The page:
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Site archetecture question

Posted on 2011-02-19
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Hi,

I am curious as to how to dynamically create pages. I see websites like facebook and youtube have pages for each of their users..... like:

facebook/me

OR

youtube.com/user/me

Would they be creating actual pages for each user or would they have one page that calls the users profile from the db?

If they are using the one page method how is google able to index this type of thing if it doesn't physically exist.

thanks!
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Question by:Solutionabc
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by:TimBare
ID: 34935322
they usually use mod rewrite to rewrite the URL... So you're right. they don't have different pages.

If you're familiar w/ Joomla!, it does something similar when it changes a link using mod rewrite from
http://tbare.com/index.php?option=com_content&view=article&id=4&Itemid=4

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to
http://tbare.com/portfolio

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by:MatthewP
ID: 34935590
One page that calls the users profile from the db is the correct answer.

In apache web server on linux this is done using a special file called .htaccess that sits in a directory and consists of rules for sending the browser to a different page that is displayed. A very simple example of a .htaccess file would be:
Options +FollowSymlinks
RewriteEngine On
RewriteRule page_that_does_not_exist.html page_that_does_exist.html

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- in this example the page that the web browser displays is not the one that the user has typed into the address bar of the web browser. Create the page_that_does_not_exist.html and you can call it from the other url in the file - which remains displayed in the address bar.

.htaccess files use regular expressions too:
RewriteRule /user/(\w+)/ homepage.php?user=$1

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In the example above the parentheses grab are used to capture a match and store it in $1 - fairly standard regular expression behaviour - which can then be passed as a GET variable to the script that is called. If you make multiple matches they go into $1,$2,$3 etc and you pick them up in your script as usual - in the example above you'd use $_GET['user']

http://corz.org/serv/tricks/htaccess2.php - the first link from searching "htaccess mod rewrite" in google - looks like it covers it all in more detail.
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Author Comment

by:Solutionabc
ID: 34937509
so with mod rewrite does google still index every user's page?
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MatthewP earned 500 total points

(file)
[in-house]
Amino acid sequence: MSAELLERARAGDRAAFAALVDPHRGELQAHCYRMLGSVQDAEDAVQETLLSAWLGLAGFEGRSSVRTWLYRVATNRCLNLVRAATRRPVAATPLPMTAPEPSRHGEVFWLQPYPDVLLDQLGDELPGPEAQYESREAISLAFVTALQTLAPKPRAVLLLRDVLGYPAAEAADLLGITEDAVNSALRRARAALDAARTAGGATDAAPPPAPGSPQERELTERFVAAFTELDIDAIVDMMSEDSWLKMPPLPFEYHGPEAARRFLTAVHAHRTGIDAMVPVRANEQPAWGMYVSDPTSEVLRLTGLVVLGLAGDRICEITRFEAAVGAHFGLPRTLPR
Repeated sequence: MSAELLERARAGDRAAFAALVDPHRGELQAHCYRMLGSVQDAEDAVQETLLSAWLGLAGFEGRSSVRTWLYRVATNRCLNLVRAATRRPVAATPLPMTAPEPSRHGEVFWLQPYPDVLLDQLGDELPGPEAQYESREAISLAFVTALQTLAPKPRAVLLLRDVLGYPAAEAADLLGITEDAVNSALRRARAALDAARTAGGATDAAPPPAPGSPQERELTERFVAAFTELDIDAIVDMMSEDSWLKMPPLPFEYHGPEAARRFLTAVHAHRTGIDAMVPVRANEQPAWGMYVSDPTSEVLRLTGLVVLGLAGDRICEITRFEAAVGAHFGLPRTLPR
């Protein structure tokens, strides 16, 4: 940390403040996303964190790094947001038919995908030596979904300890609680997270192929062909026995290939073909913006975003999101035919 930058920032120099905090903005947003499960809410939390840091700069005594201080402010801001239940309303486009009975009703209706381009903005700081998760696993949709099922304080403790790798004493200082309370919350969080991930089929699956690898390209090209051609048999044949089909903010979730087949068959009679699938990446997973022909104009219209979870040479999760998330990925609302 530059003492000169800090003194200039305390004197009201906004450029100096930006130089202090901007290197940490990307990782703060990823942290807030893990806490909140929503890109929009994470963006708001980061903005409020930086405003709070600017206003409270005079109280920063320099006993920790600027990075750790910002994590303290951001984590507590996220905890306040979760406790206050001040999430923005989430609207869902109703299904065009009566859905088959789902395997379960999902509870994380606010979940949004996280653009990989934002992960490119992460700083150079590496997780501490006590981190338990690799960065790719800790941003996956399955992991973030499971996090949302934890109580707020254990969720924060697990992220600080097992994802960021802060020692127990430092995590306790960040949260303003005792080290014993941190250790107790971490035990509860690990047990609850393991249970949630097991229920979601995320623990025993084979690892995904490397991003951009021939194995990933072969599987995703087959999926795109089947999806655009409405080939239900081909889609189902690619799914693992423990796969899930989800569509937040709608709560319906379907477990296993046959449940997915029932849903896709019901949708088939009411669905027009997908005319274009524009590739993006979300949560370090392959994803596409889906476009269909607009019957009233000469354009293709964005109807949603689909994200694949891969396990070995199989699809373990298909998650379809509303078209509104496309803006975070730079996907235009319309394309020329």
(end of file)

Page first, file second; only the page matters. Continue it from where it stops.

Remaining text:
ID: 34937558
Yeah it does because as far as the outside world can see they're all real pages with different content. I use Mod rewrite for providing search engine friendly urls where index.php?id=5&content=9&template=34 for example is pretty meaningless to both search endines and users.

I have things on my sites like:
RewriteRule products/(\d+)/?.*?$ index.php?s=9&content=95&template=15&product_id=$1

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This allows a url such as mysite.com/products/5129/Title-of-my-product.html to call up a product entry from a database. Matching with .* after the id allows the title to be completely irrelevant to what is served, therefore it can be tailored for SEO - only the product id which is captured by \d+ (one or more numbers) is actually passed to the script, the product title is of course read by search engines and users alike. All the script does at the other end is get the value of $_GET['product_id'].

Note this is all an apache web server thing, though similar methods are available for Windows if you host on there: http://www.micronovae.com/ModRewrite/ModRewrite.html for example.
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Author Comment

by:Solutionabc
ID: 34937775
great information thanks.
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by:Ray Paseur
ID: 34937778
Any URL can be indexed by Google.  The URL itself is not very important, except as a human-centric mnemonic.  It's easier to remember something like http://twitter.com/LandonBaseball but the computers do not really care about the URL.  Google cares about the content of the pages, most particularly about the title and h1 tags as well as the meta description.  Google also cares about how many other pages link to any given page, and what the other page links contain in the text of the anchor tag.

This is a good book that teaches the basic design of data base backed web sites.  General purpose scripts create the HTML for pages.  The exact content of any page is determined from the contents of an underlying data model.
http://www.sitepoint.com/books/phpmysql4/
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